The biggest lie from childhood: Sticks and stones may break my bones, but words will never harm me.
Hit me with a stick or throw a stone at me anytime rather than tell me that my face is ugly or my clothes are old or my mother wears army boots. Tell me those things, and I crumble.
Yet the insults and ridicule begins at a very young age whenever someone does something outside the norm of behavior. Where do we learn to insult one another for our differences? Does it come from somewhere deep inside our psyche? Is it so ingrained in our personalities that it begins with the acquisition of language?
Many times we throw the slings and arrows of words to protect ourselves. They serve as a red herring for the soul, deflecting them from coming directly back at us. We are taught the old adage about stick and stones in order to make ourselves tough and to let go of those insults. But how often do they really just roll off our backs? Those words pierce their way into our hearts and souls, leaving wounds. Some of us can heal those wounds over time; others never can.
The wounds that never heal become festering blisters of pain. Words serve, not as the sticks and stones of our childhood, but as the timber and boulders which threaten to come crashing down to smother us.
When I was a teacher, one of my students, a young man of seventeen, woke up one morning and no longer wanted to face the timber and boulders of his daily life at school because he was different. It doesn’t matter how he was different, but he was. He was ostracized and ridiculed for it. He would hide it, deflect it, and strike back because of it. But finally the struggle to do all of those things while still living the life of a teenager became too much, and he couldn’t face another day.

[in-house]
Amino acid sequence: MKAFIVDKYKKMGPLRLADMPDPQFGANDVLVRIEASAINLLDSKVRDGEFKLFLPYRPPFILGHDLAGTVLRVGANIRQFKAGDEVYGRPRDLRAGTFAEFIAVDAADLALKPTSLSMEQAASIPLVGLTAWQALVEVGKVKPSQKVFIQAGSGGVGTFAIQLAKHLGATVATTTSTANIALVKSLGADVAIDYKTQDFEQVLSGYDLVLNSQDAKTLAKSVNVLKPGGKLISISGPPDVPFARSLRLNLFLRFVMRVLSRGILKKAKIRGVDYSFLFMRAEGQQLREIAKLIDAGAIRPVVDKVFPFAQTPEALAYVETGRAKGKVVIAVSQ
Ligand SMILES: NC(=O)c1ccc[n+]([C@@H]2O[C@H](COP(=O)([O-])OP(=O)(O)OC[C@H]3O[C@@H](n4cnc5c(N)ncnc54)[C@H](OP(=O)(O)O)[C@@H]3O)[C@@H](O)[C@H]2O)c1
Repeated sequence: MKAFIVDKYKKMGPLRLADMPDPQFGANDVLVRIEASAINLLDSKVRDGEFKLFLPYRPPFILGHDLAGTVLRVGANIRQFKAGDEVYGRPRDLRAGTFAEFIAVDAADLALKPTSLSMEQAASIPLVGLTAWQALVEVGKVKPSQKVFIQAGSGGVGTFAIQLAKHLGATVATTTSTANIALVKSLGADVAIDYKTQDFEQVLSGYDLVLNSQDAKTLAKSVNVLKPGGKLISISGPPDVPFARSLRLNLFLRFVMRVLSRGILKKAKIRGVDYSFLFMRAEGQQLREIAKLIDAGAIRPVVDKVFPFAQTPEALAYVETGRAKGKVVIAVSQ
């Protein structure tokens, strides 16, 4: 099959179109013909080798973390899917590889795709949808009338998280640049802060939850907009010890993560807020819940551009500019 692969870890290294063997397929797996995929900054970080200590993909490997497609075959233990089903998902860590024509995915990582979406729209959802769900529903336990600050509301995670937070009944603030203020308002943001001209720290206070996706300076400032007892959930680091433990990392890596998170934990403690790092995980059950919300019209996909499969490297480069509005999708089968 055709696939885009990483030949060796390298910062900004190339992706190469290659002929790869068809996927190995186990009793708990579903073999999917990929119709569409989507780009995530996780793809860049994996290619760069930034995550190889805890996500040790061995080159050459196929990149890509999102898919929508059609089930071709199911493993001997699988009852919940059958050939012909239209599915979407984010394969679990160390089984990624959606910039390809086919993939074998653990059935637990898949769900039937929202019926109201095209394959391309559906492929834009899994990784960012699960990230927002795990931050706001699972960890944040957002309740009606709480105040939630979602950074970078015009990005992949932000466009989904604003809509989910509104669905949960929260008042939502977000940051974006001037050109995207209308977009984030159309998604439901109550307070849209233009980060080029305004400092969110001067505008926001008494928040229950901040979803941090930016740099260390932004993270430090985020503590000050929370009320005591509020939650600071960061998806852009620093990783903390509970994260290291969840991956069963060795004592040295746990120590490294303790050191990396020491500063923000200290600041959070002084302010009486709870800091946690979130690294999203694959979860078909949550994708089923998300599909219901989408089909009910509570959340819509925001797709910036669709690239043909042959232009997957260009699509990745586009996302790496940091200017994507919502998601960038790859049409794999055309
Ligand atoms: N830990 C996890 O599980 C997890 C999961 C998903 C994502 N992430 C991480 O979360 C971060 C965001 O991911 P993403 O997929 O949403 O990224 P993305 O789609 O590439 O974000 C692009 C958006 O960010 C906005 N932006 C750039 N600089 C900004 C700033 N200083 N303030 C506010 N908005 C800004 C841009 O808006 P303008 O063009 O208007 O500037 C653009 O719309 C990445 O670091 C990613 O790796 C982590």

So he woke up that morning and decided he’d had enough of his life. He swallowed 400 Tylenol pills in an effort to end the pain and struggle. For more than two weeks he lingered in and out of this world. Thankfully, he survived, but the repercussions sent out ripples, and the emotions came in waves of guilt.
Some of his peers wondered if they could have done something for him while the adults wondered why they didn’t do more. A week before the suicide attempt, I took my concerns to his guidance counselor. I was told not to worry; he wasn’t going to do anything rash. I informed his parents that I sensed something wasn’t right. Even though I’d done a few things, I still tormented myself with what more I could have done.
What I should have done was intervene when I saw other students shooting off the bullets of words that taunted this young man. I thought at the time, I was doing the right thing by not highlighting the insults. I was wrong.
We are a society founded on the tenets of individual freedom yet we have become something else in our struggle to protect the rights of a diverse people. We do not applaud the standard bearers or the trail blazers until they have made lots of cash from their achievement. Then we are ready to join the bandwagon as we erect statues to their heroism. We put on pedestals those who are different only when they have achieved a status we can only appreciate in our little superficial souls. That doesn’t happen much in the world of a teenager.
We all must remember words and language contain the power to harm and the power to heal. I chose every day to use my words wisely to make the world a better place where we don’t need nursery rhymes to hide behind reality. I may not always succeed, but I sure give it a good effort.